Michiel Ligthart, president and chief operating officer at Verific Design Automation points to the need to integrate tools from various sources to achieve the most effective design flow:

“One of the more interesting trends Verific has observed over the last five years is the differentiation strategy adopted by a variety of large and small CAD departments. Single-vendor tool flows do not meet all requirements. Instead, IDMs outline their needs and devise their own design and verification flow to improve over their competition. That trend will only become more pronounced in 2016.”

New and Expanding Markets

The focus toward IoT applications has opened up new markets as well as expanded existing ones.  For example the automotive market is looking to new functionalities both in car and car-to-car applications.

Raik Brinkmann, president and chief executive officer at OneSpin Solutions wrote:

“OneSpin Solutions has witnessed the push toward automotive safety for more than two years. Demand will further increase as designers learn how to apply the ISO26262 standard. I’m not sure that security will come to the forefront in 2016 because there no standards as yet and ad hoc approaches will dominate. However, the pressure for security standards will be high, just as ISO26262 was for automotive.”

Michael Buehler-Garcia, Mentor Graphics Calibre Design Solutions, Senior Director of Marketing notes that many of the established and thought of as obsolete process nodes will instead see increased volume due to the technologies required to implement IoT architectures.

“As cutting-edge process nodes entail ever higher non-recurring engineering (NRE) costs, ‘More than Moore’ technologies are moving from the “press release” stage to broader adoption. One consequence of this adoption has been a renewed interest in more established processes. Historical older process node users, such as analog design, RFCMOS, and microelectromechanical systems (MEMS), are now being joined by silicon photonics, standalone radios, and standalone memory controllers as part of a 3D-IC implementation. In addition, the Internet of Things (IoT) functionality we crave is being driven by a “milli-cents for nano-acres of silicon,” which aligns with the increase in designs targeted for established nodes (130 nm and older). New physical verification techniques developed for advanced nodes can simplify life for design companies working at established nodes by reducing the dependency on human intervention. In 2016, we expect to see more adoption of advanced software solutions such as reliability checking, pattern matching, “smart” fill, advanced extraction solutions, “chip out” package assembly verification, and waiver processing to help IC designers implement more complex designs on established nodes. We also foresee this renewed interest in established nodes driving tighter capacity access, which in turn will drive increased use of design optimization techniques, such as DFM scoring, filling analysis, and critical area analysis, to help maximize the robustness of designs in established nodes.”

Warren Kurisu, Director of Product Management, Mentor Graphics Embedded Systems Division points to wearables, another sector within the IoT market, as an opportunity for expansion.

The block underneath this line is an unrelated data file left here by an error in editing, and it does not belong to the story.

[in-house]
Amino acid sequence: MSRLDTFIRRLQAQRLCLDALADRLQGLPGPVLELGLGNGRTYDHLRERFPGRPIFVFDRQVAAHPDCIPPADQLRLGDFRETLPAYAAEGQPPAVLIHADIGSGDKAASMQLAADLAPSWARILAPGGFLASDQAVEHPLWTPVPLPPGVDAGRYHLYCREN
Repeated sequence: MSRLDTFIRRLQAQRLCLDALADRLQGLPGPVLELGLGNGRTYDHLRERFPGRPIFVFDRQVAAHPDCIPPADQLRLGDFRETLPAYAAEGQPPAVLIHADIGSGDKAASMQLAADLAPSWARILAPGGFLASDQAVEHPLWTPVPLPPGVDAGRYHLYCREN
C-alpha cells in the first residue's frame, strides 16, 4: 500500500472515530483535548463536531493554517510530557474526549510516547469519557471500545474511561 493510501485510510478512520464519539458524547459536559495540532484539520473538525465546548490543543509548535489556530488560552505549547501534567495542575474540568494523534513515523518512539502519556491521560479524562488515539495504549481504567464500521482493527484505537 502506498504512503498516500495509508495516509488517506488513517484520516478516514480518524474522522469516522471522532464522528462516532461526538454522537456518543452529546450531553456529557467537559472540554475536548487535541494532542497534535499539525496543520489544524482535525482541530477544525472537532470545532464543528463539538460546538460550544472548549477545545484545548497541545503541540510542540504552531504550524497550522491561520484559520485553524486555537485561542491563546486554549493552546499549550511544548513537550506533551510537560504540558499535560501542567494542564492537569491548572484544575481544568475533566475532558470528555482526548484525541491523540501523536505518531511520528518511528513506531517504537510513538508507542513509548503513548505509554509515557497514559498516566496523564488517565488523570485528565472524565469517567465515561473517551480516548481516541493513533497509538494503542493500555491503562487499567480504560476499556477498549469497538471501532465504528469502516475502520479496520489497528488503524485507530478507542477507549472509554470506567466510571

“We are seeing multiple trends. Wearables are increasing in functionality and complexity enabled by the availability of advanced low-power heterogeneous multicore architectures and the availability of power management tools. The IoT continues to gain momentum as we are now seeing a heavier demand for intelligent, customizable IoT gateways. Further, the emergence of IoT 2.0 has placed a new emphasis on end-to-end security from the cloud and gateway right down to the edge device.”

Power management is one of the areas that has seen significant concentration on the part of EDA vendors.  But not much has been said about battery technology.  Shreefal Mehta, president and CEO of Paper Battery Company offered the following observations.

“The year 2016 will be the year we see tremendous advances in energy storage and management.   The gap between the rate of growth of our electronic devices and the battery energy that fuels them will increase to a tipping point.   On average, battery energy density has only grown 12% while electronic capabilities have more than doubled annually.  The need for increased energy and power density will be a major trend in 2016.  More energy-efficient processors and sensors will be deployed into the market, requiring smaller, safer, longer-lasting and higher-performing energy sources. Today’s batteries won’t cut it.

Wireless devices and sensors that need pulses of peak power to transmit compute and/or perform analog functions will continue to create a tension between the need for peak power pulses and long energy cycles. For example, cell phone transmission and Bluetooth peripherals are, as a whole, low power but the peak power requirements are several orders of magnitude greater than the average power consumption.  Hence, new, hybrid power solutions will begin to emerge especially where energy-efficient delivery is needed with peak power and as the ratio of average to peak grows significantly. 

Traditional batteries will continue to improve in offering higher energy at lower prices, but current lithium ion will reach a limit in the balance between energy and power in a single cell with new materials and nanostructure electrodes being needed to provide high power and energy.  This situation is aggravated by the push towards physically smaller form factors where energy and power densities diverge significantly. Current efforts in various companies and universities are promising but will take a few more years to bring to market.